McDowell answered Finian McGrath's question in a written answer. This is because McGrath stipulated, as is procedure, that he preffered a written answer. Own continued that an oral answer would have been stopped by the Ceann Comhairle before it got anywhere and has happened many times before. The written answer gets below the wire and delivers the allegations into the record unhindered.
There are allegations that McDowell didnt answer the question asked by McGrath which is itself breaching procedure, but a minor error, this raises a number of points at this stage. The first is that McDowell patently acted in an unorthodox manner in the way he fashioned his answer to McGrath. He cast aside procedural respect for due process, in doing so he also didnt answer the question asked. This suggests that it was McDowells intention to get the information out there in any circumstance. That much of course is implicitly accepted in his admission on earlier news that he intentionally gave documents from the Garda file (allegedly on a single forged passport application form) to independent newspapers and specifically Sam Smyth.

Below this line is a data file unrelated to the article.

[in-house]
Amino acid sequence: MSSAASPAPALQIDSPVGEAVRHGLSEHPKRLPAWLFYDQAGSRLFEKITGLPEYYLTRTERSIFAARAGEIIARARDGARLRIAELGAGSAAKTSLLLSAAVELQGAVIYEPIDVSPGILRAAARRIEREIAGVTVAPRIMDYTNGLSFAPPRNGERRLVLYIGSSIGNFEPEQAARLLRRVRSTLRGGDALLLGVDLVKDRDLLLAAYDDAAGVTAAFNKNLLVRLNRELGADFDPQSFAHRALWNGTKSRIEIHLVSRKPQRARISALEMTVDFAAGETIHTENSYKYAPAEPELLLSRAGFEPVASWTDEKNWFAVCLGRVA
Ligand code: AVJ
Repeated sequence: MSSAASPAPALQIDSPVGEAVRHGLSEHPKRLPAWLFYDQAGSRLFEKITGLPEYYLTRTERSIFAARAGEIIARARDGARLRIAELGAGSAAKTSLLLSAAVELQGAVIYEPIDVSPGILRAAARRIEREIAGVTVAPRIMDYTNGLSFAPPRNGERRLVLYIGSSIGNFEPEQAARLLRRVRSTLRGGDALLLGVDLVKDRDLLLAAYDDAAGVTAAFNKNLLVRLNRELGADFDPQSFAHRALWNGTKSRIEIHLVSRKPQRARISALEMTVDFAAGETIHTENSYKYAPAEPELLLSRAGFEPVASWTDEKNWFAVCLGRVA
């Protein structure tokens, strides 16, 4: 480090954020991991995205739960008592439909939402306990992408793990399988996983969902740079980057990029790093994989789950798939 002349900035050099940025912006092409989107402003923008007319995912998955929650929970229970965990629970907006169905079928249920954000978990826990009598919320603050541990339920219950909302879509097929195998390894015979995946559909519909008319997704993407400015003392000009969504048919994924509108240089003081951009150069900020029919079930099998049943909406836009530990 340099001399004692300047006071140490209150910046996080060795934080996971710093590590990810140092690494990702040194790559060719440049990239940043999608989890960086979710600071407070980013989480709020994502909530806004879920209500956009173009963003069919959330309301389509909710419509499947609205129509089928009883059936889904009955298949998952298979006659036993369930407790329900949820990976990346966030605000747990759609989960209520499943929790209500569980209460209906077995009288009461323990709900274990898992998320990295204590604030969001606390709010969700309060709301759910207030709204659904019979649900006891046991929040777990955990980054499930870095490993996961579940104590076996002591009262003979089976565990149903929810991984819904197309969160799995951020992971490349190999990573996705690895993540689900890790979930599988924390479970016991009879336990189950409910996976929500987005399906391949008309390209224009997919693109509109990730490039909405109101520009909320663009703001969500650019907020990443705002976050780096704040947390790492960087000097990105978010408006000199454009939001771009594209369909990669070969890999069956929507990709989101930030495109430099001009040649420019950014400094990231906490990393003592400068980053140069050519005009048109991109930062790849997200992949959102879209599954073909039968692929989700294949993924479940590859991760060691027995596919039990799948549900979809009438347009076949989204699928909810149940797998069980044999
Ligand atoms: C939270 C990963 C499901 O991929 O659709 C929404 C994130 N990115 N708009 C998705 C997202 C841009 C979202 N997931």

It is thus no surprise that over the course of the weekend Smyth has been most vocal in his siding with McDowell in this whole debate. His show on Sunday seemed to carry the heaby scent of Smyth on a tad of bias. Anyway, The point is that McDowell knowingly handed over material from Garda intelligence files to a member of the media. Again this underlines his intention to filter through to the public information pursuing to a case against a citizen of the Republic.
Mr Justice Morris through the course of his tribunal hearings often held hearings in private. This is because the evidence was to come from Garda intelligence and was deemed highly sensitive to public hearing. Even once the truth or falsity of the intelligence had been ascertained, Morris refused to allow the evidence to be made public since he felt, as with many in the judiciary, that Garda intelligence was too sensitive.
The law precludes the revelation of the reasons why the DPP chose not to prosecute so as to preclude a similar situation of trial by media. So McDowell took the matter into his own hands and released the information to the media. Following that he replied under Dail privelege to questions on the CPI insinuating the guilt of Frank Connelly.